Customers had greater delivery choice and could collect packages on the same day as the first attempt was made, without the need to wait another day for the second delivery attempt. UPS also worked on the possibility of sending shipments through a future UPS Access Points (UAP) network and introducing a dedicated B2R product.

How did it really turn out?

Integration of this new company created some challenges. The first problem was IT. UPS, with its massive worldwide legacy system created over the decades, was not flexible to interact with the relatively new and dynamic systems at Kiala, which were built for a specific B2C and B2R product. These challenges were largely dealt with during the testing phase, using data exchange servers, which enabled the transmission of key shipment statuses with only a short delay.

The real challenge comes from a unexpected origin … customers were surprised and confused by the fact that UPS left shipments at Kiala points after an unsuccessful first delivery attempt, rather than making another delivery attempt as before. Such a situation resulted in considerable customer dissatisfaction and an increase the number of complaints.

This was not due to an inherent problem with the service but more with the fact that PUDOs were still relatively new at the time and, importantly, that UPS customers were not informed that when ordering a door-to-door shipment, they could have to collect their package from the collection point in person, let alone the reasons for and benefits of this solution.

Many customers complained, claiming that if they had known of such a change, they would have chosen a different carrier, which already offered delivery to the points, for much lower transportation costs. UPS tried to improve the customer experience by launching the ‘My Choice’ online tool, which enabled the recipient to redirect the shipment to another address.

Unfortunately, the platform had one serious drawback (which, once again, demonstrated a lack of customer-centric thinking): a long and complicated user registration process which involved receiving access details by regular mail! Moreover, the system had limited use in that a redirection of the shipment could only be made after the first unsuccessful delivery attempt.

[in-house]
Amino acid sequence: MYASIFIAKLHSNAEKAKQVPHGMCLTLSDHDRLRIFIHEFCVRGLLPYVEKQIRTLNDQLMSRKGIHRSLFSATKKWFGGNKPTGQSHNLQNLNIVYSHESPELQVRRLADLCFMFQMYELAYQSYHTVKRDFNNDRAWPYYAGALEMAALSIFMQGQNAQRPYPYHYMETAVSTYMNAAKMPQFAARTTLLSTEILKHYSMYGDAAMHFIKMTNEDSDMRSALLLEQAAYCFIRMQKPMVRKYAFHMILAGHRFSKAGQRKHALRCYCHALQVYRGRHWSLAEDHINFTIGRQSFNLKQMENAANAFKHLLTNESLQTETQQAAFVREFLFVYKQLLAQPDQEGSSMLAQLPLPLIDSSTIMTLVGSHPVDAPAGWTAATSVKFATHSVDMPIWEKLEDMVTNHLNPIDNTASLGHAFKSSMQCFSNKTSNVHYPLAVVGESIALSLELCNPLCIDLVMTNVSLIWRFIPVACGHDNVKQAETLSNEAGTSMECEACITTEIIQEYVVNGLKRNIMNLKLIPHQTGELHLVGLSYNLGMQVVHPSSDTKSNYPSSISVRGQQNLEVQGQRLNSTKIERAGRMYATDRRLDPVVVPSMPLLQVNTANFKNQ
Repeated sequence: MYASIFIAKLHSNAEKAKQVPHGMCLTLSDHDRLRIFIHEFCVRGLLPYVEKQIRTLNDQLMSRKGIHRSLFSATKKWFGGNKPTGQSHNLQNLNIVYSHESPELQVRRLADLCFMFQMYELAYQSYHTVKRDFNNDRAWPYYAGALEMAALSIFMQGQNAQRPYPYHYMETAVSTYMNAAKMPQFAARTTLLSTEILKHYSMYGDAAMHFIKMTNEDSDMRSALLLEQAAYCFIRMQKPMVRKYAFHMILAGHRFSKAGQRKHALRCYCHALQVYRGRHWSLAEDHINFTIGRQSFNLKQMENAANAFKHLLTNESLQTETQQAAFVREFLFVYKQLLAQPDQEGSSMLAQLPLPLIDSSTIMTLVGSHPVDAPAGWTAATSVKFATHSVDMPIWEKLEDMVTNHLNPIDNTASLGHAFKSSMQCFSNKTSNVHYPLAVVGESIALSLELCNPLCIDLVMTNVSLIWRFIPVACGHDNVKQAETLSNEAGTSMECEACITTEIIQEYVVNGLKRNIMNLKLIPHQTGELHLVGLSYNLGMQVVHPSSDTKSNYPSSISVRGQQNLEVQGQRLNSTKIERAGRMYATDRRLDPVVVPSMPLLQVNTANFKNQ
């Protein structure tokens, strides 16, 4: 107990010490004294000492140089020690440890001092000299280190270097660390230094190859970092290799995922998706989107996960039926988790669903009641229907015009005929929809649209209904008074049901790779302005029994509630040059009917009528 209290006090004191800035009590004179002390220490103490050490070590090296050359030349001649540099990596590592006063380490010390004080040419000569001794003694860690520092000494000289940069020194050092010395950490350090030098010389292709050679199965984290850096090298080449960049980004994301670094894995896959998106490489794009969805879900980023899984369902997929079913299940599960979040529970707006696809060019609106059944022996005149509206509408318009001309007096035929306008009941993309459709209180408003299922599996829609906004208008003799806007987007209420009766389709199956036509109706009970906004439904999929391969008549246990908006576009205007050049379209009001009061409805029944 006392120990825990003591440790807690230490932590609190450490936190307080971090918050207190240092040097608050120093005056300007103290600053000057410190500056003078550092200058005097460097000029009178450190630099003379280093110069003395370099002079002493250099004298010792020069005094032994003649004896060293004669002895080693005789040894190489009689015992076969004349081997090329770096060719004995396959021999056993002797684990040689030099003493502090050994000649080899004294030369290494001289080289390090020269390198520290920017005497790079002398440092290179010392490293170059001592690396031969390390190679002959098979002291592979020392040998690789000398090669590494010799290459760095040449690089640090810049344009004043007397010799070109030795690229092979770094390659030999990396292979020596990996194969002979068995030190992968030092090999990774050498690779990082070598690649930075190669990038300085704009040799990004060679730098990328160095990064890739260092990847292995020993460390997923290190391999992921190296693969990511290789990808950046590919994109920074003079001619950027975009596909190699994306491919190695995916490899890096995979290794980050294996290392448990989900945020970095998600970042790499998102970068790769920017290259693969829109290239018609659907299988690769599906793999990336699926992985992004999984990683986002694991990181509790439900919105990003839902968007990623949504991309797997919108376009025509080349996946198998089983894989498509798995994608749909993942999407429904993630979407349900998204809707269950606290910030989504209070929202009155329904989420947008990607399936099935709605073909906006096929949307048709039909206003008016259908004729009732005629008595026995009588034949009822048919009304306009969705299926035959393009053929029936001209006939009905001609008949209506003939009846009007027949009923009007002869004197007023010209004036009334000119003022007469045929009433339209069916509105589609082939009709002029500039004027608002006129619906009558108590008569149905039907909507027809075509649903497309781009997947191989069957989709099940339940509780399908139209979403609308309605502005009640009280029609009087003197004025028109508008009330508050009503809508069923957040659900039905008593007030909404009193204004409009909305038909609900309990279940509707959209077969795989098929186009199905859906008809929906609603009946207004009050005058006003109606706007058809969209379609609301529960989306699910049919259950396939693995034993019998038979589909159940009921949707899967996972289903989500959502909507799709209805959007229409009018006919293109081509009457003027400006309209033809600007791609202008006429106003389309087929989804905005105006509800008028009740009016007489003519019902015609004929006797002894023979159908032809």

Key learnings

In this dynamic and competitive world with growing customer expectations, it is important to consider how new solutions will affect customer satisfaction. To coin an Amazon phrase: ‘Start with the customer and work backward’. This thinking was acutely missing in the UPS process, which undoubtedly contributed to a bad customer experience. Matters were exacerbated by poor communication both prior to the project launch and once problems were being encountered.


Kiala is a sad example of an innovative and agile company being swallowed up by a large and unwieldy player with legacy systems and thinking, but without significant synergy for either party.

Moreover, while operational cost reduction is critical for the future of the last mile, it cannot be the only reason to make changes. It is important to remember that it is the customer who decides which service and at what price they will choose. So, the key aspect of change is customer satisfaction and their confidence that the service they have purchased meets their expectations.

In fact, the first stage of the Kiala network integration with UPS was more about last-mile cost reduction than customer satisfaction. The promising acquisition of Kiala with its modern solutions probably did not fully fulfill its role as expected due to limited flexibility of UPS structures and understanding of real B2R needs and IT systems interactions.

Post scriptum

Based on the latest UPS fact sheet there are more than 15,000 UAPs in Europe (24,000 worldwide). However, UPS Europe is unfortunately far away from being the preferred B2C or B2R carrier.


3.  APWU Meets with USPS on the Spread of Coronavirus (COVID-19)


March 04, 2020

The coronavirus, officially named COVID-19, originating in China, has now spread to over 65 countries including to the United States. The APWU is continuing to monitor the situation and is in constant contact with the USPS about COVID-19. The Postal Service informed the APWU on Feb. 29, 2020, that an employee tested positive for the virus.